Lincoln Heritage's add-on policies and riders

Lincoln Heritage offers several add-ons and riders to provide additional benefits while alive and after you pass, though these will increase your premiums:

  • Accidental death and dismemberment coverage
  • Child rider (coverage for your children)
  • Dental, vision and pharmacy discount plans
  • Identity theft protection
  • Medical bill reduction plans
  • Health care system assistance
  • Auto expense protection

Lincoln Heritage's accidental death and dismemberment coverage is one of their most promoted add-ons. It offers up to $100,000 in additional death benefits — but only if you die in an accident, which accounts for 5% of deaths in the U.S. You can purchase coverage by the unit, up to five units, which costs less than $15 per month. Lincoln Heritage's accidental death policy offers several payouts, depending on what happens to you:

1 unit
5 units
Accidental death (general)$5,000$25,000
Accidental death (auto accident)$10,000$50,000
Accidental death (on other transportation, such as a subway or airplane)$20,000$100,000
Accidental death (war or terrorism)$20,000$100,000
Loss of 1 limb$2,500$12,500
Loss of multiple limbs$5,000$25,000
Death >200 miles from home (transport of remains)Up to $1,000Up to $5,000

Restrictions of Funeral Advantage

Only a few conditions would cause you to not qualify for Funeral Advantage. These include testing positive for HIV, being diagnosed with AIDS, being diagnosed with a terminal illness, being incarcerated, being hospitalized, or receiving hospice care.

Lincoln Heritage insurance is only sold through captive agents, meaning these representatives don't offer life insurance from any competitors and won't be able to help you compare rates or features from multiple insurers.

While the Funeral Advantage program is available in every state besides New York, you won't be able to name a funeral home as your beneficiary if you live in any of the following states:

  • Florida
  • Michigan
  • Maryland
  • Montana
  • New Jersey
  • South Dakota
  • Tennessee
  • Texas
  • West Virginia

If you trust a friend or relative to handle your funeral, we recommend you name that person as your beneficiary instead of a funeral home. While it can be hard to manage burial planning and the associated costs during an emotional time, your beneficiary can keep the rest of the payout if the total costs are less than your death benefit.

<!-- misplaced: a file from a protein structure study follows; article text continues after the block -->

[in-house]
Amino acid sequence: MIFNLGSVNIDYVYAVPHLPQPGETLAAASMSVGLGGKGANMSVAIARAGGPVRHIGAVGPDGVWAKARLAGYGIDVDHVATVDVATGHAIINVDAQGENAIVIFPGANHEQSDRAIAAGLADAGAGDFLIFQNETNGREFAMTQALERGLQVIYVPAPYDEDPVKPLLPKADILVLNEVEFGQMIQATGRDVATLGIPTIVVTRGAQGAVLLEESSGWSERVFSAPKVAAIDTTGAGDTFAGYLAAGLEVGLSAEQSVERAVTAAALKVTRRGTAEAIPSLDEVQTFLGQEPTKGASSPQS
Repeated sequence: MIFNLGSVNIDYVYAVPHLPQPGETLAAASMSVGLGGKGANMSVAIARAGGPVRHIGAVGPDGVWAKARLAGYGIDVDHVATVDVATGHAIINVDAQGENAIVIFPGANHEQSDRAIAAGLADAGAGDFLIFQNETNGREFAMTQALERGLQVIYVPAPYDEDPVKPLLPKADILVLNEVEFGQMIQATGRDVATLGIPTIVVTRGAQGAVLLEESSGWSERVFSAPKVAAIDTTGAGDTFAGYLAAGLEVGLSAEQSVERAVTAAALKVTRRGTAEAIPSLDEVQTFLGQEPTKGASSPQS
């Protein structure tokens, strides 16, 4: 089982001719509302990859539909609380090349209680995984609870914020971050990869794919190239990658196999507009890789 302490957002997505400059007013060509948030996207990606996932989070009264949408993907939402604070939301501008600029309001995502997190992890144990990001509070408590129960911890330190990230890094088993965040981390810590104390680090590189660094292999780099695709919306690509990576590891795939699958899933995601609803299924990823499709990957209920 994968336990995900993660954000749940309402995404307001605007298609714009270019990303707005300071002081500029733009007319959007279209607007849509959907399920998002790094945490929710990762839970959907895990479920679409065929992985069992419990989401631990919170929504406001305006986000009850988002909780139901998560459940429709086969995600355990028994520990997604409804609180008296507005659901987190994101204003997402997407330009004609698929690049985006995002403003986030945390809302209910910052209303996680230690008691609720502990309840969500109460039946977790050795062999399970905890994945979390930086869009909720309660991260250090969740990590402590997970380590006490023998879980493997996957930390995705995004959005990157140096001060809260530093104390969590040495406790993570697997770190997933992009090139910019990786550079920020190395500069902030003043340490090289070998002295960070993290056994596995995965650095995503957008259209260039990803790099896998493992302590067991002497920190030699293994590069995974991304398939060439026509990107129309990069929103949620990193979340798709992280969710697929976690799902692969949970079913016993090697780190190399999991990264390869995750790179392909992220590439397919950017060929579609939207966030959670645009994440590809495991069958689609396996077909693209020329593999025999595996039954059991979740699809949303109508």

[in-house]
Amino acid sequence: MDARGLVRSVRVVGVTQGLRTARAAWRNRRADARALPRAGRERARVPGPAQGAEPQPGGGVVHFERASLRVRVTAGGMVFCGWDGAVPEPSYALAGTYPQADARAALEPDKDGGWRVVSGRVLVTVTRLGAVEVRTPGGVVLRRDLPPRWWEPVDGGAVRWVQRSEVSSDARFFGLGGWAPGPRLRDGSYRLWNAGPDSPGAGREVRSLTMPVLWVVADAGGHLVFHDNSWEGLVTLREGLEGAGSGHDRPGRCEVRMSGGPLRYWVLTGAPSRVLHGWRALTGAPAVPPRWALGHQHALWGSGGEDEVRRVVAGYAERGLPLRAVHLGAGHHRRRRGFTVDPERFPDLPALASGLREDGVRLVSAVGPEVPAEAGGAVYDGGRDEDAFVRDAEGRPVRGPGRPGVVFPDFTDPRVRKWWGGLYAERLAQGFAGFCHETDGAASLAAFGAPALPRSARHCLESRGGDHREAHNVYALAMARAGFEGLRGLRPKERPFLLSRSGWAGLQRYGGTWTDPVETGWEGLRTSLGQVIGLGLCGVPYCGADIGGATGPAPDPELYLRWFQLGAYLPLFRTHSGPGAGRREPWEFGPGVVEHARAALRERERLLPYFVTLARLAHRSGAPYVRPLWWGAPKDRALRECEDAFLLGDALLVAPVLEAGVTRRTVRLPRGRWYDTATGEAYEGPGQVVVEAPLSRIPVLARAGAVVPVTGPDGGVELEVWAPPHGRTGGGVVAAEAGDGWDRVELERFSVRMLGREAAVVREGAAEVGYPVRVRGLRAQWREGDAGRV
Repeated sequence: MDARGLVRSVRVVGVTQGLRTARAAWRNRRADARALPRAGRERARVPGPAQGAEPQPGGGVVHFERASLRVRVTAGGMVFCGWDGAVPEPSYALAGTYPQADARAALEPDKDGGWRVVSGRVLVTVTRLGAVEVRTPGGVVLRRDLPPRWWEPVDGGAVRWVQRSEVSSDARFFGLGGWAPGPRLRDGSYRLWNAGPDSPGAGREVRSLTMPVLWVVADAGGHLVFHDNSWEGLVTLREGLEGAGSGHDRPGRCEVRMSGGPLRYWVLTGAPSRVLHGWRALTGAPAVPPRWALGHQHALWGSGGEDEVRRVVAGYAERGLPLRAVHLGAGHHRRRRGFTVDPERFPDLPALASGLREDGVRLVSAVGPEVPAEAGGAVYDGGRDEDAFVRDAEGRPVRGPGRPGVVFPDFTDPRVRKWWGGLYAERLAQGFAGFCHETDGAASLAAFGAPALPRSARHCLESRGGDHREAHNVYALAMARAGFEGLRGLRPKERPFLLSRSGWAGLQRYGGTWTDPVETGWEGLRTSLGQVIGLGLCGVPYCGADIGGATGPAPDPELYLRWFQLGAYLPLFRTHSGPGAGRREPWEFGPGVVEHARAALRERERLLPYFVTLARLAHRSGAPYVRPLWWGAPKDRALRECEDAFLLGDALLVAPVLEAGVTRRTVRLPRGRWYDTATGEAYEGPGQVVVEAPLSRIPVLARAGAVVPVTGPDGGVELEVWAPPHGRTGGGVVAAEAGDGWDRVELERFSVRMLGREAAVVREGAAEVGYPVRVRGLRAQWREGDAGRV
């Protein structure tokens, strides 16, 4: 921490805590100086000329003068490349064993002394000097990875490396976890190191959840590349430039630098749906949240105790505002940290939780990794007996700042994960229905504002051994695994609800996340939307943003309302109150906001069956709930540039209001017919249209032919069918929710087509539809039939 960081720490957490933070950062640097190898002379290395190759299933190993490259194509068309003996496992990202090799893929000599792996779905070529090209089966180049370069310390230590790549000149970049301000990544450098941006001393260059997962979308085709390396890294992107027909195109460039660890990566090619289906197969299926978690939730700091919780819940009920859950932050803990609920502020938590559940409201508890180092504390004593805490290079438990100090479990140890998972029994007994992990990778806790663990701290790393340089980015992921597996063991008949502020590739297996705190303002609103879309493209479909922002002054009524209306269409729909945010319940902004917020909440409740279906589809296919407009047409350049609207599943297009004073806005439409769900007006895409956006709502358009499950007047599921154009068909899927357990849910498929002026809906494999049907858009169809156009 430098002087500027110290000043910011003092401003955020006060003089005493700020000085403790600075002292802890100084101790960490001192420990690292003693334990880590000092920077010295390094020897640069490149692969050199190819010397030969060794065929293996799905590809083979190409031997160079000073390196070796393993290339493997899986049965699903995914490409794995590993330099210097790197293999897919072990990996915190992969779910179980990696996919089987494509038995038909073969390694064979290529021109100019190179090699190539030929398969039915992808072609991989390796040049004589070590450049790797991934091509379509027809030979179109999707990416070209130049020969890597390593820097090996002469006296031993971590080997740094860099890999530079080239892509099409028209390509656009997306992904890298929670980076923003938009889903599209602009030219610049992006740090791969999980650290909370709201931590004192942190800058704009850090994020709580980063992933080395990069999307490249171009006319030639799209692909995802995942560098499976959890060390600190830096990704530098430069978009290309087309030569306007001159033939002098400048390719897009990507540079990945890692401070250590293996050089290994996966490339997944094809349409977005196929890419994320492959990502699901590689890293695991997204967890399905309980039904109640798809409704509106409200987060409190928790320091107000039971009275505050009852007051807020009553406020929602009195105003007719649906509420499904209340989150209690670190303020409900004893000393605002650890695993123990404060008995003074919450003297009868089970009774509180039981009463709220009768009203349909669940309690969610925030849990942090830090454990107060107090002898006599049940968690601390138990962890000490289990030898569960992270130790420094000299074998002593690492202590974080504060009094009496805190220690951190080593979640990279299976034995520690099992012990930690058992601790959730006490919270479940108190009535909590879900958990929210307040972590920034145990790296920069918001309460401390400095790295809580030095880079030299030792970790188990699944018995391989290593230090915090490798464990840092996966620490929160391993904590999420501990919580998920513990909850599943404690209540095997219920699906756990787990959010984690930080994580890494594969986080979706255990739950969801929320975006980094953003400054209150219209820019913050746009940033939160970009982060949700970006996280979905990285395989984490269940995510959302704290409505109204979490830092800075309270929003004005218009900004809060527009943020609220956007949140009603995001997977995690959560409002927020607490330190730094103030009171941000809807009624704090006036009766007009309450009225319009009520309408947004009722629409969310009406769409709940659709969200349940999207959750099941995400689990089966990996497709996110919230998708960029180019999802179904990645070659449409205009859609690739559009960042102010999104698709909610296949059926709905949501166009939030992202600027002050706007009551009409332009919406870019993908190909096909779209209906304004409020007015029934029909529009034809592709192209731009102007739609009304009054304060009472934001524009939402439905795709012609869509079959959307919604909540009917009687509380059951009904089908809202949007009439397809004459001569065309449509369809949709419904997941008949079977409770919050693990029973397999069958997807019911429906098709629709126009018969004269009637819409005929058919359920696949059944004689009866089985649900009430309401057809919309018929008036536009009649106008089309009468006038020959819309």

Lincoln Heritage Funeral Advantage customer reviews and complaints

Lincoln Heritage has decent financial ratings — but overall, the company is not one of the best life insurance companies. Their A.M. Best Rating is A-, or Excellent, and the company's NAIC Complaint Index is the same as the national median for life insurers. That means the number of complaints it receives is exactly what would be expected for an insurer of its size.

While Lincoln Heritage's in-house customer service team receives glowing reviews, particularly when it comes to claims, the company's captive agents are equally criticized for being too aggressive with potential clients. If you're considering Lincoln Heritage, we recommend bringing a friend or relative to any in-person consultations with an agent. Not only do you get a second perspective, but the other person can jump in if the agent seems to be pushing too hard.

Lincoln Heritage Funeral Advantage payments

As with most insurers, you can make Funeral Advantage payments via direct bill or automatic bank draft, but Lincoln Heritage also lets you pay by credit card (Visa, Mastercard and Discover). If you fail to make a payment, you have a grace period of 31–60 days, depending on the state you live in, to pay the premium before coverage will lapse. While Lincoln Heritage allows you to take an "Automatic Premium Loan" from the cash value of your policy, keep in mind you'll need to repay it later.

Editorial Note: The content of this article is based on the author's opinions and recommendations alone. It has not been previewed, commissioned or otherwise endorsed by any of our network partners.